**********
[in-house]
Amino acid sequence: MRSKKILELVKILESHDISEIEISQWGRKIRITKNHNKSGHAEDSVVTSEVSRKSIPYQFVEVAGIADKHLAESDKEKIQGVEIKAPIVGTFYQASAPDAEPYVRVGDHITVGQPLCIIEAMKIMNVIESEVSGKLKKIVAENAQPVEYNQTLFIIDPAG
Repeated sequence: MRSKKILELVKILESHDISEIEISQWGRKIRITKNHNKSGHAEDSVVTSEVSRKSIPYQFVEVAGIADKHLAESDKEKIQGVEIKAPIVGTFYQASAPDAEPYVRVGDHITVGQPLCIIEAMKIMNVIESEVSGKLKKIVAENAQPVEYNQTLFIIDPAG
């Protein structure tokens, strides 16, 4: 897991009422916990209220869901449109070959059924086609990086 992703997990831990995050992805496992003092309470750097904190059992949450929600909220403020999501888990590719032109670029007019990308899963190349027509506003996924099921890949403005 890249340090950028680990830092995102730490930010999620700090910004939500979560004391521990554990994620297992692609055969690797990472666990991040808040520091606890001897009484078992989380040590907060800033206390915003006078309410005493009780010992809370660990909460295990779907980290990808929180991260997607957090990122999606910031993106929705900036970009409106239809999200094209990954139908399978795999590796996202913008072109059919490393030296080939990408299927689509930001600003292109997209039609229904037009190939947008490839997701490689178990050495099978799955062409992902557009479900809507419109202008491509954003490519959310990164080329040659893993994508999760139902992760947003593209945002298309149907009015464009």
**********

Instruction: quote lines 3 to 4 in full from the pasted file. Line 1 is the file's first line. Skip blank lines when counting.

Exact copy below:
Repeated sequence: MRSKKILELVKILESHDISEIEISQWGRKIRITKNHNKSGHAEDSVVTSEVSRKSIPYQFVEVAGIADKHLAESDKEKIQGVEIKAPIVGTFYQASAPDAEPYVRVGDHITVGQPLCIIEAMKIMNVIESEVSGKLKKIVAENAQPVEYNQTLFIIDPAG
């Protein structure tokens, strides 16, 4: 897991009422916990209220869901449109070959059924086609990086 992703997990831990995050992805496992003092309470750097904190059992949450929600909220403020999501888990590719032109670029007019990308899963190349027509506003996924099921890949403005 890249340090950028680990830092995102730490930010999620700090910004939500979560004391521990554990994620297992692609055969690797990472666990991040808040520091606890001897009484078992989380040590907060800033206390915003006078309410005493009780010992809370660990909460295990779907980290990808929180991260997607957090990122999606910031993106929705900036970009409106239809999200094209990954139908399978795999590796996202913008072109059919490393030296080939990408299927689509930001600003292109997209039609229904037009190939947008490839997701490689178990050495099978799955062409992902557009479900809507419109202008491509954003490519959310990164080329040659893993994508999760139902992760947003593209945002298309149907009015464009």